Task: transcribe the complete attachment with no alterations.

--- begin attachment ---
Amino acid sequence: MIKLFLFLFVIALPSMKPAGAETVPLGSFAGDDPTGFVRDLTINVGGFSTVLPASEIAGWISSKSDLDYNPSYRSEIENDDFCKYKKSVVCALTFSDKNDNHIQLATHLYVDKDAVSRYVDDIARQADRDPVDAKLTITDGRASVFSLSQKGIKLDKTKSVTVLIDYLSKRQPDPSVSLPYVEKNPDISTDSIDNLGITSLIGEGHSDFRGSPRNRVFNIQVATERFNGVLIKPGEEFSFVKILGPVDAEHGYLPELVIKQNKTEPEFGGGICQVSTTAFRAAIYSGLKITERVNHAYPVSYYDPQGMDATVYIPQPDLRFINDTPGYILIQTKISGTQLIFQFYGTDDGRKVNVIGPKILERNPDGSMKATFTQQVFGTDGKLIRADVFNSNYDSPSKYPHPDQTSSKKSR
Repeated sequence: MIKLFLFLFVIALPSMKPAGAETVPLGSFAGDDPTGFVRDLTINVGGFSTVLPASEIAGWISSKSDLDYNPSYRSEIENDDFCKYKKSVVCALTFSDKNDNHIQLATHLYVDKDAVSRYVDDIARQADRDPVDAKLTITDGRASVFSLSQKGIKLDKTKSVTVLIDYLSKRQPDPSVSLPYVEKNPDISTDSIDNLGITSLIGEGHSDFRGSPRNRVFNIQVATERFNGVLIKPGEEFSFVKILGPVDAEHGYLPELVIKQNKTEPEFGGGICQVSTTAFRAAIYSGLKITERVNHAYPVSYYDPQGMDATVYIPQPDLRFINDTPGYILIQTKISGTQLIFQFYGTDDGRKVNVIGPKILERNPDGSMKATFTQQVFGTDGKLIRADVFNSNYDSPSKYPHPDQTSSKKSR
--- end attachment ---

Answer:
Amino acid sequence: MIKLFLFLFVIALPSMKPAGAETVPLGSFAGDDPTGFVRDLTINVGGFSTVLPASEIAGWISSKSDLDYNPSYRSEIENDDFCKYKKSVVCALTFSDKNDNHIQLATHLYVDKDAVSRYVDDIARQADRDPVDAKLTITDGRASVFSLSQKGIKLDKTKSVTVLIDYLSKRQPDPSVSLPYVEKNPDISTDSIDNLGITSLIGEGHSDFRGSPRNRVFNIQVATERFNGVLIKPGEEFSFVKILGPVDAEHGYLPELVIKQNKTEPEFGGGICQVSTTAFRAAIYSGLKITERVNHAYPVSYYDPQGMDATVYIPQPDLRFINDTPGYILIQTKISGTQLIFQFYGTDDGRKVNVIGPKILERNPDGSMKATFTQQVFGTDGKLIRADVFNSNYDSPSKYPHPDQTSSKKSR
Repeated sequence: MIKLFLFLFVIALPSMKPAGAETVPLGSFAGDDPTGFVRDLTINVGGFSTVLPASEIAGWISSKSDLDYNPSYRSEIENDDFCKYKKSVVCALTFSDKNDNHIQLATHLYVDKDAVSRYVDDIARQADRDPVDAKLTITDGRASVFSLSQKGIKLDKTKSVTVLIDYLSKRQPDPSVSLPYVEKNPDISTDSIDNLGITSLIGEGHSDFRGSPRNRVFNIQVATERFNGVLIKPGEEFSFVKILGPVDAEHGYLPELVIKQNKTEPEFGGGICQVSTTAFRAAIYSGLKITERVNHAYPVSYYDPQGMDATVYIPQPDLRFINDTPGYILIQTKISGTQLIFQFYGTDDGRKVNVIGPKILERNPDGSMKATFTQQVFGTDGKLIRADVFNSNYDSPSKYPHPDQTSSKKSR